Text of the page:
Movie Review: “American Graffiti”

Are you feeling nostalgic about your high school days, glorious or not?  Do you think fondly back on your first car, bf/gf, or your old hometown?  Do you like classic rock ‘n roll music?  Then you’re in the right mood to check out American Graffiti, director George Lucas’ first “big” picture from 1973.  I can’t believe that such a fun, sweet, good quality film had a budget around $750,000!

 

The actors including Ron Howard (just 18), Richard Dreyfuss, Charles Martin Smith, Cindy Williams, Paul Le Mat, Mackenzie Phillips (wow- only 12!)  and Harrison Ford, were all young/relatively little-known actors.  George Lucas filmed in a small California town not unlike the one he grew up in.  The characters are based on Lucas and kids/teens he grew up with.  He explains in the Bonus Features that 1962 (when the film is set) was an “age of innocence”- before Vietnam, before the death of JFK, etc.  The 4 main boys in the film are concerned about ordinary things: cars, girls, college/work, and (of course) beer.

 

Steve (Howard) is your typical boy-next-door; he’s a HS senior who loves hanging at the drive-in (with gf/first love Laurie, played by Williams), is very careful re: his car, and looks forward to (maybe) going East to college.  

 

 

Laurie, a popular cheerleader, is worried about what may happen to their relationship if Steve goes away.  There is a great scene, with little dialogue, where the couple slow-dance.  You can see the characters’ emotions come through.  The actors relate very well to each other!

 

Laurie’s big bro Curt (Dreyfuss) has received a scholarship to college, but he’s not sure if he’ll go.  Steve tells him that this is what they’ve both been waiting for, so why is he suddenly scared?  Curt (who Lucas based on himself) is smart, funny, but a little anxious- he’s seeking something from life.  It’s really cool to see Dreyfuss as an young actor; even then, he was a little chubby.  I always enjoy his acting!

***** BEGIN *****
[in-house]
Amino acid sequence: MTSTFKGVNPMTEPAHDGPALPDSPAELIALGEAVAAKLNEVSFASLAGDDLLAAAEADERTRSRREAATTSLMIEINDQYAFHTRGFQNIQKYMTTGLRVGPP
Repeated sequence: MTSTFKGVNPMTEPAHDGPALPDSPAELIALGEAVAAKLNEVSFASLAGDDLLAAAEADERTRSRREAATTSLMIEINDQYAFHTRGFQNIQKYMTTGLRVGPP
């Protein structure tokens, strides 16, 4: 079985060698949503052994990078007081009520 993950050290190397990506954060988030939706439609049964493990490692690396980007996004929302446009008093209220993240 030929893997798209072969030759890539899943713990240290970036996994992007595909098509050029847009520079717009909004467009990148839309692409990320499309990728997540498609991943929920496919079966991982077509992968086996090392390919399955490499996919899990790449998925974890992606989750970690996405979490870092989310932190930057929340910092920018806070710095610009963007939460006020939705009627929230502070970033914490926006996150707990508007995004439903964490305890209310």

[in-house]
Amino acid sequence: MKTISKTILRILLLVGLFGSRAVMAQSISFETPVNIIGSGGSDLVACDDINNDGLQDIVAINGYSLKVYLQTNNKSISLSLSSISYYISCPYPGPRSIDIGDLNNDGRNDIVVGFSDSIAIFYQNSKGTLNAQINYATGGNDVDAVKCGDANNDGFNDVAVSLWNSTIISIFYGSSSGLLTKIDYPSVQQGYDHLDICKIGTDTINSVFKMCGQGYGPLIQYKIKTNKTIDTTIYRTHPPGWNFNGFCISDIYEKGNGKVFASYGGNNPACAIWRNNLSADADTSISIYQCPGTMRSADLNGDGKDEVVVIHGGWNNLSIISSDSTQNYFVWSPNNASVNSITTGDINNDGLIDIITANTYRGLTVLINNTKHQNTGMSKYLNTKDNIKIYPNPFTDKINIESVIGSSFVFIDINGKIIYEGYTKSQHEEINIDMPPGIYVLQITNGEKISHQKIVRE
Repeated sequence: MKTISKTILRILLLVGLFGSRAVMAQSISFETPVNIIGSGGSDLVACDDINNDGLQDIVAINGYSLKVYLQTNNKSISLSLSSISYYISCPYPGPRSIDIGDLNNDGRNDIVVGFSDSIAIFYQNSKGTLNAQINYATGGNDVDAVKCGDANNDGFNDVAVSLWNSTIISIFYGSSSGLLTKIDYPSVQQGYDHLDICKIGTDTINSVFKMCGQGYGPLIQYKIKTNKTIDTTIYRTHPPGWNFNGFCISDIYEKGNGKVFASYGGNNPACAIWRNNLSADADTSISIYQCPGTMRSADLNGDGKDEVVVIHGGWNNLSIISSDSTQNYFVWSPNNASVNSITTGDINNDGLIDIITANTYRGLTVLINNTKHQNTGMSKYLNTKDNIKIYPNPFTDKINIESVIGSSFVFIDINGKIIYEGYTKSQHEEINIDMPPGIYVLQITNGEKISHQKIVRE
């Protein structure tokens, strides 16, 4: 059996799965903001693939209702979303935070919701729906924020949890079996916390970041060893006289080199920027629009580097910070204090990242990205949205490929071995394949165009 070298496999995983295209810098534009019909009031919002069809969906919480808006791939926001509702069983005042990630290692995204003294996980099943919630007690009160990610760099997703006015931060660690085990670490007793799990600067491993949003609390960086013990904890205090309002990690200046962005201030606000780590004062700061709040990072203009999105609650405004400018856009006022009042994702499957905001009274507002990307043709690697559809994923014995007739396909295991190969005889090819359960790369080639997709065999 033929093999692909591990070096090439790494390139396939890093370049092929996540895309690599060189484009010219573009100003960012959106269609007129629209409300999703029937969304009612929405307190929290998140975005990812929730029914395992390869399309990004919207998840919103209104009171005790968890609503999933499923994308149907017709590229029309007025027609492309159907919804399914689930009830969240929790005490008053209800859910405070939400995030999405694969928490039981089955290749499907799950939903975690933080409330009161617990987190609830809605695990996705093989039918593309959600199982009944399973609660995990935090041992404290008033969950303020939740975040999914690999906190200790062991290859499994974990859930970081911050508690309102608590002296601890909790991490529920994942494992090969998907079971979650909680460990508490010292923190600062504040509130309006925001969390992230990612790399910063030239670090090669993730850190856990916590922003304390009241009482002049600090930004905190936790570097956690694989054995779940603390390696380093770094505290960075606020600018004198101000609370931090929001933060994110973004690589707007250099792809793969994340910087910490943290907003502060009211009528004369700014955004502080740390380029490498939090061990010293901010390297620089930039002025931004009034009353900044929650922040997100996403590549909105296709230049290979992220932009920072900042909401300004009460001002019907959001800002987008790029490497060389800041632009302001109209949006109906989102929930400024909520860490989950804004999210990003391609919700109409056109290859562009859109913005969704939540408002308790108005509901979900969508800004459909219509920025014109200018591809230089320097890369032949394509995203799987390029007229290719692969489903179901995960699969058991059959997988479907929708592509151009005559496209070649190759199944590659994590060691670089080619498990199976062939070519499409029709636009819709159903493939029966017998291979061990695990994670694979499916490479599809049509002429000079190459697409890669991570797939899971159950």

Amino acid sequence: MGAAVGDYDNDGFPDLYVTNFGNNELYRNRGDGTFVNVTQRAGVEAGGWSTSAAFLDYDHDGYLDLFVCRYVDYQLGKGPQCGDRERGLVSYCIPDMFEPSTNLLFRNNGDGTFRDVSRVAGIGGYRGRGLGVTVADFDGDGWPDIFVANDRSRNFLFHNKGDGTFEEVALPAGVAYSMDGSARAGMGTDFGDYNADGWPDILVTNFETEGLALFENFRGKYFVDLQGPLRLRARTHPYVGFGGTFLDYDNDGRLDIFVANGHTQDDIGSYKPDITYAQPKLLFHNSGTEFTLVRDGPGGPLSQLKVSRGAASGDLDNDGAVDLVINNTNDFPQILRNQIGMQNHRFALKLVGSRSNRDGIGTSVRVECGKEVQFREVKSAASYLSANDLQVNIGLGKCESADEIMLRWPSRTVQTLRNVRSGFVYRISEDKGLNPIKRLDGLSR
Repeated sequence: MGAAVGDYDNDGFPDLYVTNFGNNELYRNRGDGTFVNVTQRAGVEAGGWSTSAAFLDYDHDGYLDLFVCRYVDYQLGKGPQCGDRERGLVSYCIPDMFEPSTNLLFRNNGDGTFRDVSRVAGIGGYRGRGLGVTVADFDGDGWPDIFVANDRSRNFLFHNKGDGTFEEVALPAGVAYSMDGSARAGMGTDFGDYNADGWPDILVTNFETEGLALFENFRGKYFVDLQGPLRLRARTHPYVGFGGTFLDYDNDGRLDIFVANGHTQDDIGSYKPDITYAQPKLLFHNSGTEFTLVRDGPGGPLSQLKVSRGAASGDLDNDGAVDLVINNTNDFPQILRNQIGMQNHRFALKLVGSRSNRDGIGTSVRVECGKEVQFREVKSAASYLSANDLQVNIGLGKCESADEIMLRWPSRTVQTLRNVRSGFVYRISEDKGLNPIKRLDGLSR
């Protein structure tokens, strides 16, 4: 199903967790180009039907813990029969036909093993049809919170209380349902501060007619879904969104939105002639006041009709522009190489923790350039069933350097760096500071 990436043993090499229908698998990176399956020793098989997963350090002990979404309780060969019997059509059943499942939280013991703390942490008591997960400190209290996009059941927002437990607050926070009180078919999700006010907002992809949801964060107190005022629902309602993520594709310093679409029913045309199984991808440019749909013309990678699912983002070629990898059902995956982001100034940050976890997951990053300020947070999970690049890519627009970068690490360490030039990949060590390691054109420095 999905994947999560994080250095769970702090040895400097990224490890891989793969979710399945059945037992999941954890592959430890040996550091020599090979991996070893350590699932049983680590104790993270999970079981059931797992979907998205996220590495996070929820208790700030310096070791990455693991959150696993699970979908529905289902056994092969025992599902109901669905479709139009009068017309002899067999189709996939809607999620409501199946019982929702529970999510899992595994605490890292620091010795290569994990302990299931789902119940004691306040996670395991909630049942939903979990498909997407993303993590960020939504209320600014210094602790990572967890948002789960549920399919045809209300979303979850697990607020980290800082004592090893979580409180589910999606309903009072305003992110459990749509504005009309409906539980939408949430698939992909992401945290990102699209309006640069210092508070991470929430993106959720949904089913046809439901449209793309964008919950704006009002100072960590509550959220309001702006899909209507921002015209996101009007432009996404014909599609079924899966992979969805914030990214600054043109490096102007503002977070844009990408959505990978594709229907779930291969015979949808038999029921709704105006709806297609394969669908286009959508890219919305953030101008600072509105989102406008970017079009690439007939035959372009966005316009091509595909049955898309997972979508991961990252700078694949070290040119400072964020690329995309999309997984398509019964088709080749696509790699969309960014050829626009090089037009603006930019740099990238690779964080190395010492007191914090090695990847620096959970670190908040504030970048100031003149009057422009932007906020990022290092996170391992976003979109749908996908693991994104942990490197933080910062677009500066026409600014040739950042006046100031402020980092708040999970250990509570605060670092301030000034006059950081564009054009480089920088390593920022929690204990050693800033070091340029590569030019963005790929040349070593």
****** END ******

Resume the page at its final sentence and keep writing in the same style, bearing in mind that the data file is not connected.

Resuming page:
Curt sees his “dream girl” (Suzanne Somers) cruising along the strip, but she eludes him.   

 

John (Le Mat), a tall, blonde mechanic who goes to JC (junior college), also cruises about looking for girls.  Suddenly, he gets stuck with the little sis of a friend (played by Phillips) who wants to see some “action.”    They have good screen chemistry.  She’s a cute, eccentric character. 

Later, John is challenged to a race by a newbie in town with a fancy car, Harrison Ford (then in his late 20s).  Before this film, Ford had been working (for several years) as a carpenter to support his 2 kids.  He wasn’t a carpenter before going to Hollywood, he taught himself after facing hard times getting roles.  Ford had many small roles, but American Graffiti got him more notice.  He wore a cowboy hat (see above pic) b/c he didn’t want to cut his hair too short (in case another acting job came up).  

Another kid, Terry the Toad (Martin Smith), borrows Steve’s car and meets a beautiful, ditzy girl.  He’s a nerdy, short, but sweet guy.  Terry is also very nervous around girls; that creates funny moments.  I related with him and Curt the most while watching the film!

This film has a lot good acting- the actors did a lot of improv b/c Lucas encouraged it.  They all lived, dressed (no separate trailers!), and partied together during the 5 week filming.  Lucas is known to be a laid-back director on-set; he did most of the work in the editing room.  The movie has wall-to-wall great music reflecting the times; that was rare for Hollywood at the time.   

 

 

 

 

 

 

 

 

 

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